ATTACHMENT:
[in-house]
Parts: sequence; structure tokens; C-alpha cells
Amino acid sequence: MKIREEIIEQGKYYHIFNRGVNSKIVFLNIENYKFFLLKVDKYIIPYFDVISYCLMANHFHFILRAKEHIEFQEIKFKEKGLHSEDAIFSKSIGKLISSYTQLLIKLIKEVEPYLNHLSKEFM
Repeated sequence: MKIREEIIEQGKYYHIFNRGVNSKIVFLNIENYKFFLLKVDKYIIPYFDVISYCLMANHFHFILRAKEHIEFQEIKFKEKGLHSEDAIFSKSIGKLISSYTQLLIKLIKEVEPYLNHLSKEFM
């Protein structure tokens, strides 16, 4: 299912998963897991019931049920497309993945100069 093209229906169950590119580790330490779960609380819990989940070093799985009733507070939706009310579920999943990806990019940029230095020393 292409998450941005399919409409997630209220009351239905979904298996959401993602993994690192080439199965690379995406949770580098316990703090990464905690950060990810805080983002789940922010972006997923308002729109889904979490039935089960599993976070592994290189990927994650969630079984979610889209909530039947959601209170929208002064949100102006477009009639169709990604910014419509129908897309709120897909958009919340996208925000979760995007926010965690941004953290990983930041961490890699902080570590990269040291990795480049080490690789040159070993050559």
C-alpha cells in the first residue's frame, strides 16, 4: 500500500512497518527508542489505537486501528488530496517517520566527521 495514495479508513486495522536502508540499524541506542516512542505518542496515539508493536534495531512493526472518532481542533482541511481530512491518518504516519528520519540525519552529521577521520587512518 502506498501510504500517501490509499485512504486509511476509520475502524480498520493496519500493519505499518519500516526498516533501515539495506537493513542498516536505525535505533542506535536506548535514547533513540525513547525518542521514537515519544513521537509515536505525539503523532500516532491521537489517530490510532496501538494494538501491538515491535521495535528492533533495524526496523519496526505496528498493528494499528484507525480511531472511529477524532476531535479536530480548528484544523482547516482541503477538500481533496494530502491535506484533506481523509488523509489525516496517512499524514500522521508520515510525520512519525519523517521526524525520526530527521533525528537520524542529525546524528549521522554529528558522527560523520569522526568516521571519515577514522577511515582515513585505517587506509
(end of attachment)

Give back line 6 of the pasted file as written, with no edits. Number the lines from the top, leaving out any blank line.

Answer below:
C-alpha cells in the first residue's frame, strides 16, 4: 500500500512497518527508542489505537486501528488530496517517520566527521 495514495479508513486495522536502508540499524541506542516512542505518542496515539508493536534495531512493526472518532481542533482541511481530512491518518504516519528520519540525519552529521577521520587512518 502506498501510504500517501490509499485512504486509511476509520475502524480498520493496519500493519505499518519500516526498516533501515539495506537493513542498516536505525535505533542506535536506548535514547533513540525513547525518542521514537515519544513521537509515536505525539503523532500516532491521537489517530490510532496501538494494538501491538515491535521495535528492533533495524526496523519496526505496528498493528494499528484507525480511531472511529477524532476531535479536530480548528484544523482547516482541503477538500481533496494530502491535506484533506481523509488523509489525516496517512499524514500522521508520515510525520512519525519523517521526524525520526530527521533525528537520524542529525546524528549521522554529528558522527560523520569522526568516521571519515577514522577511515582515513585505517587506509